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Piros Tribe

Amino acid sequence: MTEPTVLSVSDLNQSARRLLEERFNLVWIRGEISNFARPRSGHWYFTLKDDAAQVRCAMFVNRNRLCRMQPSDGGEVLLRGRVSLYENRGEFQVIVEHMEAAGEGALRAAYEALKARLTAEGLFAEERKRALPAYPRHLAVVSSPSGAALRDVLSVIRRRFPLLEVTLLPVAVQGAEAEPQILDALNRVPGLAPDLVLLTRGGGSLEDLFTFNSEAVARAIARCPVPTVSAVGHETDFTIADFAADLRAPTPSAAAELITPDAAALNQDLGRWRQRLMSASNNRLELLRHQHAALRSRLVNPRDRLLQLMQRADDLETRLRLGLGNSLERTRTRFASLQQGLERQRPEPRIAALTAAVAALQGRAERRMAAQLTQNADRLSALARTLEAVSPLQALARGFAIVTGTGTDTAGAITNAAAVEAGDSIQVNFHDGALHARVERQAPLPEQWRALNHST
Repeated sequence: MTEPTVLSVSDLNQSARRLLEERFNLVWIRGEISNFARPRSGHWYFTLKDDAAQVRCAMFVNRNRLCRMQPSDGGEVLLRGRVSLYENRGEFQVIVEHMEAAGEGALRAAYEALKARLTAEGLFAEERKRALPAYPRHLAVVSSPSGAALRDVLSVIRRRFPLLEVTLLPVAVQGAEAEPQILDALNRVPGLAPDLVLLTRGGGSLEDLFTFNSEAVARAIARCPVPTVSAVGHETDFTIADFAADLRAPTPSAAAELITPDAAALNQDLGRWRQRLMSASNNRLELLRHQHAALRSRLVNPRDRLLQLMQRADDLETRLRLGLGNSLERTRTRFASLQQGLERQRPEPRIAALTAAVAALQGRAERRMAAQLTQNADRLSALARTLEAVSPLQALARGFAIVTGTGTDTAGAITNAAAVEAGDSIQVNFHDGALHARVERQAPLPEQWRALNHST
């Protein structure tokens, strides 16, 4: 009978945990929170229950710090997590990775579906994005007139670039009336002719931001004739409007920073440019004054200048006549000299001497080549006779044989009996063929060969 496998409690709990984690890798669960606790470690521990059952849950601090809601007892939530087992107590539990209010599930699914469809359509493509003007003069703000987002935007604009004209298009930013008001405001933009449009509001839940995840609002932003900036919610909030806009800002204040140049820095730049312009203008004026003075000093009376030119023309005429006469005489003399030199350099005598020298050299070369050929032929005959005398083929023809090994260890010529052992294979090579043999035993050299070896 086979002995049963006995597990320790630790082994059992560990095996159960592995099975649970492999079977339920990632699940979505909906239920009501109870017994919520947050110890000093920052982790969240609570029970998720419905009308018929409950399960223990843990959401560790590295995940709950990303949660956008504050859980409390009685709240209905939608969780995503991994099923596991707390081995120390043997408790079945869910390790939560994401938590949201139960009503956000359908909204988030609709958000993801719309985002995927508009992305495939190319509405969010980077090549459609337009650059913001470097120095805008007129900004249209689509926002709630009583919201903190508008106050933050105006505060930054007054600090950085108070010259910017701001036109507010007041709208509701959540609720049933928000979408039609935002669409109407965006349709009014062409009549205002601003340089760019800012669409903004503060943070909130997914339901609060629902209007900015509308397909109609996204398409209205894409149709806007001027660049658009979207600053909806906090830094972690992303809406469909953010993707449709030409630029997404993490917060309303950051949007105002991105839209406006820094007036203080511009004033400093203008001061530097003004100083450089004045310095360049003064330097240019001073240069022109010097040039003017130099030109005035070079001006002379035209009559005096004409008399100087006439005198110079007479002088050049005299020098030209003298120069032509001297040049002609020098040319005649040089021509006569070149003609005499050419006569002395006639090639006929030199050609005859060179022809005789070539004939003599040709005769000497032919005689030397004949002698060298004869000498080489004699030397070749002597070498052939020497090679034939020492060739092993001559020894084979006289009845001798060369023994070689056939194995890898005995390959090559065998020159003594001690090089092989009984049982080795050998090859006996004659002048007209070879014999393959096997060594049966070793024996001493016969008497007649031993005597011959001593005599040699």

Piros Indians, Piro Tribe, Piro Indians. Formerly one of the principal Pueblo tribes of New Mexico, which in the early part of the 17th century comprised two divisions, one inhabiting the Rio Grande valley from the present town of San Marcial, Socorro County, northward to within about 50 miles of Albuquerque, where the Tigua settlements began; the other division, sometimes called Tompiros and Salineros, occupying an area east of the Rio Grande in the vicinity of the salt lagoons, or salinas, where they adjoined the eastern group of Tigua settlements on the south. The western or Rio Grande branch of the tribe was visited by members of Coronado’s expedition in 1540, by Chamuscado in 1580, by Espejo in 1583 (who found them in 10 villages along the river and in others near by), by Oraté in 1598, and by Benavides in 1621-30, the latter stating that they were in 14 pueblos along the river. Judging from the numerous villages of the province of Atripuy, mentioned by Oraté, which appears to have been the name applied to the range of the Rio Grande division of the Piros, Benavides’ number does not seem to be exaggerated. The establishment of missions among the Piros began in 1626. In that year the most southerly church and monastery in New Mexico were built at Senecú by Arteaga and Zuñiga (to whole are attributed the planting of the first vines and the manufacture of wine in this region), and during the same year missions at Sevilleta, Socorro, and probably also at Alamillo were founded. It is not improbable that the Piros of the Rio Grande,...

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